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Fungal Sinus Infections

Fungal Sinusitis

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Updated May 22, 2014

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Fungal Sinus Infections

Fungal sinus infections can involve any of the sinuses, and include non-invasive and invasive forms.

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Sinusitis, or infection of the sinuses, is a common problem affecting millions of people in the United States every year. Most of these cases of sinusitis are mild and caused by viral and bacterial infections. Less commonly, sinus infections can be caused by fungus.

Fungi are found throughout nature, and airborne fungus can be inhaled into the nose and lungs, causing various types of infections in the respiratory tract. Fungal infections of the sinuses can be divided into two major types: non-invasive and invasive.

Non-invasive fungal sinusitis affects people with normal immune systems and does not spread beyond the sinuses. Examples of non-invasive fungal sinusitis include fungal colonization, allergic fungal sinusitis, and fungus ball.

Invasive fungal sinus infections usually only affect people with diminished immune systems (such as in people with cancer and uncontrolled diabetes mellitus) and have the ability to spread to other surrounding tissue and can become life-threatening. Examples of invasive fungal sinus infections include acute, chronic and granulomatous forms.

Fungus Colonization

Structural abnormalities and chronic sinus conditions can predispose a person to be colonized by fungus. This means that fungus may be found on a culture taken from the nose or sinuses, but there are no signs or symptoms of a sinus infection. Treatment is not needed for fungal colonization of the sinuses.

Allergic Fungal Sinusitis

Allergic fungal sinusitis (AFS) is basically a severe allergic reaction as a result of a fungus within the sinuses. AFS is characterized by a chronic non-invasive sinus infection (at least 12 weeks in duration) with nasal polyps, the presence of fungi and eosinophils in sinus contents (obtained from sinus surgery) when placed under a microscope, characteristic findings on a sinus CT, and positive allergy tests to fungi. People with AFS often have severe nasal congestion, trouble smelling, and often report brown, black, or "peanut butter" nasal discharge. Sinus pressure, headaches, double vision and proptosis may also occur. Types of fungi that are common causes of AFS include Aspergillus, Alternaria, Cladosporium, Bipolaris and Curvularia.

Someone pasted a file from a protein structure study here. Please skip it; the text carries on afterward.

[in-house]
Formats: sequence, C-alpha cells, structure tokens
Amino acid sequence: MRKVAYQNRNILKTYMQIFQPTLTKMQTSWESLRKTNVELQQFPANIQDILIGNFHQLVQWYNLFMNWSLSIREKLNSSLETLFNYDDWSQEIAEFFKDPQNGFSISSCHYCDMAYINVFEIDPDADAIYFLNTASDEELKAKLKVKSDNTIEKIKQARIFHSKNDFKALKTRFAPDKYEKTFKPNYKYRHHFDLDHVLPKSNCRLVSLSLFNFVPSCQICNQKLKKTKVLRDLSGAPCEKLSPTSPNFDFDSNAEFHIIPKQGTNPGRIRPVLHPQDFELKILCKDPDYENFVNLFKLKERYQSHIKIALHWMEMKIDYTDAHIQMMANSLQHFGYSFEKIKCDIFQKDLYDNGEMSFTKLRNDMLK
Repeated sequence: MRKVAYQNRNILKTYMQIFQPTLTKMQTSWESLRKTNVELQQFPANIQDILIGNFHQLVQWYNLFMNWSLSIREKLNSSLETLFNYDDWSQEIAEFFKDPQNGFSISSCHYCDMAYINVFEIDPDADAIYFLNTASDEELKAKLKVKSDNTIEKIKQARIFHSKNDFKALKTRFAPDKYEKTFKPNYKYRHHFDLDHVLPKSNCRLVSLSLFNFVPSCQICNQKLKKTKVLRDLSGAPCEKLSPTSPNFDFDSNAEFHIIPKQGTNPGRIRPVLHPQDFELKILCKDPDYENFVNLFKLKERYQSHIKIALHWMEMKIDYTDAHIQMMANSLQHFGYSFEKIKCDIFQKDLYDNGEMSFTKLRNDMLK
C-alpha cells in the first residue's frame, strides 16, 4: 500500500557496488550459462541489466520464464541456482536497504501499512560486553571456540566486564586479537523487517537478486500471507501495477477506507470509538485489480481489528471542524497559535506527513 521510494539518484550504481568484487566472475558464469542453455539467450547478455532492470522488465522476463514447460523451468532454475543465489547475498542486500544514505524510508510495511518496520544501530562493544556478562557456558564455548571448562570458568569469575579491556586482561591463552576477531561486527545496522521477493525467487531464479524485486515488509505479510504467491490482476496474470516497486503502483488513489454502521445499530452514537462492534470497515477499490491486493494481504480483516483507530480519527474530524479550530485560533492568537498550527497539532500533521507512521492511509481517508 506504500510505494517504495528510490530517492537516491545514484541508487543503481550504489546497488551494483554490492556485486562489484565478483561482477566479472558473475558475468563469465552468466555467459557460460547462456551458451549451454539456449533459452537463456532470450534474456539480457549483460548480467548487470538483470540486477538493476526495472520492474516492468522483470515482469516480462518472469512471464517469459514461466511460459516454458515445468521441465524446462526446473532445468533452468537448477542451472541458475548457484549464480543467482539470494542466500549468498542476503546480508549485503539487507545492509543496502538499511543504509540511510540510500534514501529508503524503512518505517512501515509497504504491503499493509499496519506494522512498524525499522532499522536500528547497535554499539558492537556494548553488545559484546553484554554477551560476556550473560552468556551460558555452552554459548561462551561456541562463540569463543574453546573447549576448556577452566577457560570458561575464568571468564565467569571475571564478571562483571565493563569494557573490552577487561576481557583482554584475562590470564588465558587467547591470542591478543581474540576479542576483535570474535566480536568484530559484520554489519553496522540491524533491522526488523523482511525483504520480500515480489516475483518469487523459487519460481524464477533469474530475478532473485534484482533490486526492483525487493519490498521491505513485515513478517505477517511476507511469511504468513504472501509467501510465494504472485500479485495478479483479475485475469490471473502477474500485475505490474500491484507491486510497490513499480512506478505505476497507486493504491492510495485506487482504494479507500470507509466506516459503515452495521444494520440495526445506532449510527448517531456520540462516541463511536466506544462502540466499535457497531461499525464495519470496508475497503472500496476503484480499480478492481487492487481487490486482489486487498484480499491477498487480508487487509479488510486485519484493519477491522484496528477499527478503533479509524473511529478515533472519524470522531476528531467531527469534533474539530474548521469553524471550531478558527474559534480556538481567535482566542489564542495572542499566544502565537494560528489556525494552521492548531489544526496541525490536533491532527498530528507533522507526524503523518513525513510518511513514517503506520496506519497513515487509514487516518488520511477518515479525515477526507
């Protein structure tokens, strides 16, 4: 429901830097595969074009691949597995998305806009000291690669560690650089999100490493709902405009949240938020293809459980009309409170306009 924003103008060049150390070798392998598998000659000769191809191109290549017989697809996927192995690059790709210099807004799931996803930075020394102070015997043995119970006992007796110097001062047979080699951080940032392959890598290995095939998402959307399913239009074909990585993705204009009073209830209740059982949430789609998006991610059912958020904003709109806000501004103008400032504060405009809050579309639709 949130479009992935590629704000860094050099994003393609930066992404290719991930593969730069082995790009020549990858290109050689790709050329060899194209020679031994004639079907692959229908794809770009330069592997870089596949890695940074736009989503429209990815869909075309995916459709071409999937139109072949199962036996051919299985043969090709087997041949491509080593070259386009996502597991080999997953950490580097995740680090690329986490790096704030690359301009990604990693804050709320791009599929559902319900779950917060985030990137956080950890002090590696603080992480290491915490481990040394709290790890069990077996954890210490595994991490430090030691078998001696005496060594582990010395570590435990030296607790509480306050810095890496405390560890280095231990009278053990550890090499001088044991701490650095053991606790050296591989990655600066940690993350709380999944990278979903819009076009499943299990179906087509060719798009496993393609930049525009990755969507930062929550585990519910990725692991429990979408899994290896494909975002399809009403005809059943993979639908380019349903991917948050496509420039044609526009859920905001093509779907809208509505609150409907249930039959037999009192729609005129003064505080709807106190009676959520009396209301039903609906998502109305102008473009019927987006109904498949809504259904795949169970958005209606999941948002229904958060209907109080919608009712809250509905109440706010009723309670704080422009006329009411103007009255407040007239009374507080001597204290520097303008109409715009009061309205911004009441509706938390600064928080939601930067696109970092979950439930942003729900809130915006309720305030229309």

Treatment of AFS typically involves sinus surgery, although recurrence is common unless medical treatments are also used. Medical treatments for AFS include oral corticosteroids starting immediately after surgery and lasting for weeks to months, saline irrigation, nasal corticosteroid sprays, as well as allergen immunotherapy (allergy shots). Topical and systemic antifungal medications are not usually recommended and have not been found to be helpful in various studies treating people with AFS.

Fungus Ball

A fungus ball is a well-formed mass of fungus found in one or more of the sinus cavities. Fungus balls are usually caused by Aspergillus, and often cause symptoms of nasal congestion, headache and sinus pressure -– although some people with a fungus ball may not have any symptoms. Treatment consists of surgical removal of the fungus ball, which essentially cures the problem. Antifungal medications are not necessary.

Invasive Fungal Sinusitis

Invasive fungal infections extend beyond the sinuses and can infect the surrounding bone, soft tissue, eyes and brain. Acute and chronic forms of invasive fungal sinusitis usually affect people with suppressed immune systems, such as that caused by cancer, chemotherapy drugs, or uncontrolled diabetes mellitus. Symptoms often include facial pain, eye swelling, blindness, fever and nose bleeds. Treatment involves surgical removal of the fungal infection and antifungal medications. Prognosis of these conditions is poor if the underlying immune system problem is not corrected.

Granulomatous invasive fungal sinusitis affects people living in the Sudan, India and Pakistan who appear to have normal immune systems. Symptoms are similar to those people with AFS, but this condition is not a result of a fungal allergy. Treatment includes surgical removal of the fungal infection and antifungal medications.

Learn more about the diagnosis and treatment of sinusitis.

Source:

Thompson GR, Patterson TF. Fungal Disease of the Nose and Paranasal Sinuses. J Allergy Clin Immunol. 2012;129:321-6.

DISCLAIMER: The information contained in this site is for educational purposes only, and should not be used as a substitute for personal care by a licensed physician. Please see your physician for diagnosis and treatment of any concerning symptoms or medical condition.

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